‘Manhattan’ is Mad Men, but with less kinda-exciting advertising pitches and more undeniably-exciting apocalyptic bombs.
Jeremy Cassar

17 Oct 2016 - 12:37 PM  UPDATED 17 Oct 2016 - 4:19 PM

Manhattan is is a meticulously detailed drama about the men and women who worked on the real-life Manhattan Project - The US military team tasked with developing nuclear weapons in WWII. But unlike the litany of lavish period pieces dominating our viewing, Manhattan is a drama with a great deal at stake. With human drama and tension that mounts by the episode, the series tells a grounded and altogether human story which also has global historical implications.

If that isn’t reason enough to split your atoms, here are some more reasons why you should get started on watching Manhattan:

It Actually Happened

The inter-personal drama in the show is all fictional, but the project they are working on was absolutely based on real life. While you might not be able to check every second off a four-volume historical text, the fact that this project existed —a project solely focused on creating a delivery device for the end-of-days kinda doom of which humans previously couldn’t have dreamed—still conjures up disbelief. 

The Sherriff from Stranger Things!

I told you! It’s the same dude.

Really, I should have just written this entry first and called it 'game, set, match'. Manhattan features Stranger Things' rogue-ish sherrif David Harbour and he pours as much commitment into the role of lead scientist for the Thin Man bomb Dr. Reed Ackley as he does into the disheveled Sherriff.


Look,  it’s Toby from The West Wing!

Richard Schiff, or as many of us know him: eternally serious Communications Director Toby Ziegler from The West Wing, was perhaps the most memorable character in a cast chock-full of memorable characters.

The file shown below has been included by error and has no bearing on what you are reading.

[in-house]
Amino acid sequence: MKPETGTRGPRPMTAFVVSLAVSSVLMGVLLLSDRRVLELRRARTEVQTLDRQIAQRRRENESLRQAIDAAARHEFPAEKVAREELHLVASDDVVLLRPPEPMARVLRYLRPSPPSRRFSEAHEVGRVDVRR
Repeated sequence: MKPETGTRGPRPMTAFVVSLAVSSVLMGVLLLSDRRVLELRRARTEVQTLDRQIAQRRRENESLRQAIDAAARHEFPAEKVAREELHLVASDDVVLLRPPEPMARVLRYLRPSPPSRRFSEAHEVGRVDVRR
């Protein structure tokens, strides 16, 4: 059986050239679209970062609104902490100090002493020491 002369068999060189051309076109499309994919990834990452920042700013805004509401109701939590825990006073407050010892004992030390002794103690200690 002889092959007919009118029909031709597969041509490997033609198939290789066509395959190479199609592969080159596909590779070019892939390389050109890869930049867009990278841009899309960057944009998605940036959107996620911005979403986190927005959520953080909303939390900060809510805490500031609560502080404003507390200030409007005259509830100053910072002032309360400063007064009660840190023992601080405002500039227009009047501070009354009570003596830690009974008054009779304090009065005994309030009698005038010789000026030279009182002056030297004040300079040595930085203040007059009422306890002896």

As Manhattan’s Occam The Interrogator, Schiff gets to flex new and menacing muscles - something he’d been wanting to do since Ziegler left the White House (remember when he popped up in Entourage and pleaded to Ari Gold that he be cast in something that lets him say c***s***** ?).

The period detail

Too often these days period detail trumps all else. Terence Winter’s Vinyl and Baz’s The Get Down have both been criticised for placing production design over story, which basically means that once the sheen wears off there’s not much else to keep baiting viewers.

Manhattan suffers no such issue. As with Matthew Weiner’s Mad Men, Manhattan showrunner Sam Shaw has seen authentic production design as a necessary means to sell the world of the show, rather than sell just the show. Story takes precedence, and it’s a story that requires immaculate period detail. 

The Emmy-winning title sequence

Since Six Feet Under dug the concept of opening titles from its grave and gave it new life, TV shows have been one-upping each other with clever or beautiful or just plain cool sequences.

From Dexter’s visceral morning routine montage all the way through to Orange is the New Black’s series of devastating extreme close ups, showrunners have found ways to truncate the conceit of their shows to the point where we no longer feel the need to fast forward through them.

Focusing on animated documents pertaining to the project, Manhattan’s opening title sequence won the prime time Emmy for Outstanding Main Title Design. 

* * * *

Both seasons of this immersive delight are currently on SBS OnDemand: 

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